Several Lyme disease cases reported in Clark County

The number of Lyme disease cases has increased in Clark County this year, according to health officials.

There have been eight cases of the disease, which is spread through the black-legged tick, Clark County Combined Health District Environmental Health Director Larry Shaffer told the Springfield News-Sun.

Five of these cases were presumptive, with diagnosis made through the assessment of symptoms, and three cases were confirmed. Two of the confirmed cases of Lyme disease occurred with individuals who did not contract the disease outside of the county, Shaffer said.

The presence of the black-legged tick, also called the deer tick, was confirmed in Clark County and surrounding counties within the past year, Shaffer said. Cases of Lyme disease have been minimal in the county for years, with less than two cases monitored annually from people who contracted the disease out-of-county.

Lyme disease is the most common vector-borne (transmitted to humans through another species) disease in the nation, with Lyme disease making up 75% of the vector-borne diseases reported annually. Lyme disease can be spread to a person or animal if an infected tick attaches itself to that person or animal for roughly 48 hours or more.

Other species of ticks are not known to carry Lyme disease, but can carry other viruses or diseases.

If left untreated, Lyme disease -- a bacterial infection -- can spread to the nervous system and the heart of an infected person, according to Shaffer. In some cases, the disease has proven fatal.

The Centers for Disease Control report that common early symptoms of the disease include fever, headache, fatigue, and a skin rash called “erythema migrans”; Shaffer said this is also called the bullseye rash, named for its appearance.

People treated with appropriate antibiotics in the early stages of Lyme disease usually recover quickly and completely, the CDC states.

Shaffer told the News-Sun that the prevention of tick attachment is key to protection against Lyme disease. People and pets are oftentimes susceptible to tick bites, especially if those people and pets are walking near tall grasses, where ticks reside. Shaffer said families should check themselves and their pets for ticks after spending time outdoors. He also recommended using tick-prevention products for pets.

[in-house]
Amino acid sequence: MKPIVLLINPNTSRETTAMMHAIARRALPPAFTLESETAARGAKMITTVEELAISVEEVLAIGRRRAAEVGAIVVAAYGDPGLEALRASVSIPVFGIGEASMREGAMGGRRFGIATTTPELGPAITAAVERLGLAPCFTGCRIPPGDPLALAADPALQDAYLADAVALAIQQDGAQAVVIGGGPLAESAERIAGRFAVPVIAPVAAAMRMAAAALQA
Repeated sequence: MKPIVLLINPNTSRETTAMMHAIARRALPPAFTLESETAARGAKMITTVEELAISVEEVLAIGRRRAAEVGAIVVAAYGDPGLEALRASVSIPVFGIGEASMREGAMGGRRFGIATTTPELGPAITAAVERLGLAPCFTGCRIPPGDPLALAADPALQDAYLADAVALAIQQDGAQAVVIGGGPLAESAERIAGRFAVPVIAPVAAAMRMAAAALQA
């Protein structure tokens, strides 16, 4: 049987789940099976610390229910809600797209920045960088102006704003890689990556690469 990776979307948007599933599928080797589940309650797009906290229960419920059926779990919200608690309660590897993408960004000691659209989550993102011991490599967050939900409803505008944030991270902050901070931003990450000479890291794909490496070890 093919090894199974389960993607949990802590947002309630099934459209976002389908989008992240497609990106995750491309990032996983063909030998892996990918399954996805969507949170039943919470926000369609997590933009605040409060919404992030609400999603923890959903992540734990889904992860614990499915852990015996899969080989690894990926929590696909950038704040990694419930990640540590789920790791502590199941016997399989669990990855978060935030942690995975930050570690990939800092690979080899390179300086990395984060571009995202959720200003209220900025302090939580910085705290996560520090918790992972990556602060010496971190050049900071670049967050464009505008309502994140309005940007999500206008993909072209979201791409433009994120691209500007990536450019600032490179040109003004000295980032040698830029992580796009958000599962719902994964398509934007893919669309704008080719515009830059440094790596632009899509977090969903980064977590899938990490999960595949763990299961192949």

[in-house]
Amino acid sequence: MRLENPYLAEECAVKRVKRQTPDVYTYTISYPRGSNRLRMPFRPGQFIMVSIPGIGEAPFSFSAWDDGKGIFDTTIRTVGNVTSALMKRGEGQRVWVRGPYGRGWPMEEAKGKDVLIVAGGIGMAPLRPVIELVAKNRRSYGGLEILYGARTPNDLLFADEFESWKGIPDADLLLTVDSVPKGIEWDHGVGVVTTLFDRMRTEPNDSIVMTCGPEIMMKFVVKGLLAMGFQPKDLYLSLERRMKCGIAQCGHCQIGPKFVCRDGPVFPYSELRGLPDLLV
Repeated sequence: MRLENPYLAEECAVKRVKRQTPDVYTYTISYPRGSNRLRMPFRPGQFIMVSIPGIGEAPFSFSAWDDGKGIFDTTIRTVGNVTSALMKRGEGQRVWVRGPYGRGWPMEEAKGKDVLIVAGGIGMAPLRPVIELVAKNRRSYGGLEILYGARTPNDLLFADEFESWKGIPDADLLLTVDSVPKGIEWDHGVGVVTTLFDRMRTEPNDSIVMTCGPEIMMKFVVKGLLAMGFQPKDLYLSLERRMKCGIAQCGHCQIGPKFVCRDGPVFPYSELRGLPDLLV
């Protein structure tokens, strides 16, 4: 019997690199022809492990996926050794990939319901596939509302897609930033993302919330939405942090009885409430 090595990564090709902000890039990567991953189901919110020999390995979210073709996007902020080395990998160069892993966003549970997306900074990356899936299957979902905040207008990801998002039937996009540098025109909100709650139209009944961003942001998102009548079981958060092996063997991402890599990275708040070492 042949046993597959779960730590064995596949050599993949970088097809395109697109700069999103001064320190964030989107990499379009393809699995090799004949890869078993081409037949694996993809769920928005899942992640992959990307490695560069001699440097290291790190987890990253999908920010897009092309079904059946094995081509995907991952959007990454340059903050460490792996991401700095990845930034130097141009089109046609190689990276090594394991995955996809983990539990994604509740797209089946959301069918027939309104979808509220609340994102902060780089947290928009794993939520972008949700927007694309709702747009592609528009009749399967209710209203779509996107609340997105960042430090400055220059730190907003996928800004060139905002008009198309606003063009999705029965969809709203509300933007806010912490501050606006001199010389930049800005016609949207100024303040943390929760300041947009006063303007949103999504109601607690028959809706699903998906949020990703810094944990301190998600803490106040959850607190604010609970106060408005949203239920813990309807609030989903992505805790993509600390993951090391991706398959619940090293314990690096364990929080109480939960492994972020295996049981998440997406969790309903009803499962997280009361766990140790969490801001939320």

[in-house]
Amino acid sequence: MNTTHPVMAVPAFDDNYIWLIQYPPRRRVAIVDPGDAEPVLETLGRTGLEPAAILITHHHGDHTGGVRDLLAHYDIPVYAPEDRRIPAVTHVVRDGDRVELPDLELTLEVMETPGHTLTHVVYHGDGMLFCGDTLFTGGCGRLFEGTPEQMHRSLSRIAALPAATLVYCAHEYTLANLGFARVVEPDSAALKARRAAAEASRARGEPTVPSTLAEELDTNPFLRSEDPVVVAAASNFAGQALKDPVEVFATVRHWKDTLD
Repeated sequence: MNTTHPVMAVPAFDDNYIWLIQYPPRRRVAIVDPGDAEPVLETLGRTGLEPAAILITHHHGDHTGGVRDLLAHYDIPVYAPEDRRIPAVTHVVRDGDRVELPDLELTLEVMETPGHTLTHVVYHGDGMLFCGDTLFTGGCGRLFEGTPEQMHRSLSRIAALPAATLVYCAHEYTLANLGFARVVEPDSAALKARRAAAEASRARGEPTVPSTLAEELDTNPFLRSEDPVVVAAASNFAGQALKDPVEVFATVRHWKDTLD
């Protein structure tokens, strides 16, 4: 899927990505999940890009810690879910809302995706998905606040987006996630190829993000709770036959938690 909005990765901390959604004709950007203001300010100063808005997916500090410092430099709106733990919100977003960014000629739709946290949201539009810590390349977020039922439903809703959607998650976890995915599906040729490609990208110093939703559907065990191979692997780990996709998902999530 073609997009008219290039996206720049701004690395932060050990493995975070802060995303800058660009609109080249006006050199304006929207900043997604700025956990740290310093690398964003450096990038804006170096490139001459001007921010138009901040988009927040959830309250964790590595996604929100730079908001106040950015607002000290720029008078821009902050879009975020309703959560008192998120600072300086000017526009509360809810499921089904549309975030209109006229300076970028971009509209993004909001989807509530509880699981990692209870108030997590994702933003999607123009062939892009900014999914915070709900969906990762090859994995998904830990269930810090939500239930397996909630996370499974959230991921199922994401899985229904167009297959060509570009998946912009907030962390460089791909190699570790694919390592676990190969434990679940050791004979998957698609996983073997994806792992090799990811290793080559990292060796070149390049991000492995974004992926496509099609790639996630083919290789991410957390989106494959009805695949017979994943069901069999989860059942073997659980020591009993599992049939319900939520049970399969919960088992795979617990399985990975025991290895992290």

Ticks do not reside in trees, Shaffer said: a common misconception, as many people who experience tick bites commonly report finding them on their heads or on their necks.

Another common misconception about ticks deals with their removal: Shaffer warned against old wives tales about using matches or nail polish to cause a tick to remove itself after attachment. The most efficient way to remove a tick is to use a pair of tweezers to grab the tick as close to the skin’s surface as possible to remove it.

Shaffer said those removing ticks, however, should be careful not to squeeze the body of the tick: this would essentially inject the insides of the insect into the body. Removing attached ticks promptly and correctly can reduce the risk of transmission of a tick-borne disease, Shaffer said.

More details about tick removal can be found on the Clark County Combined Health District’s website. Shaffer noted that people who find ticks attached to them who are unsure of their species may contact the health district for assistance in identification and guidance on next steps.

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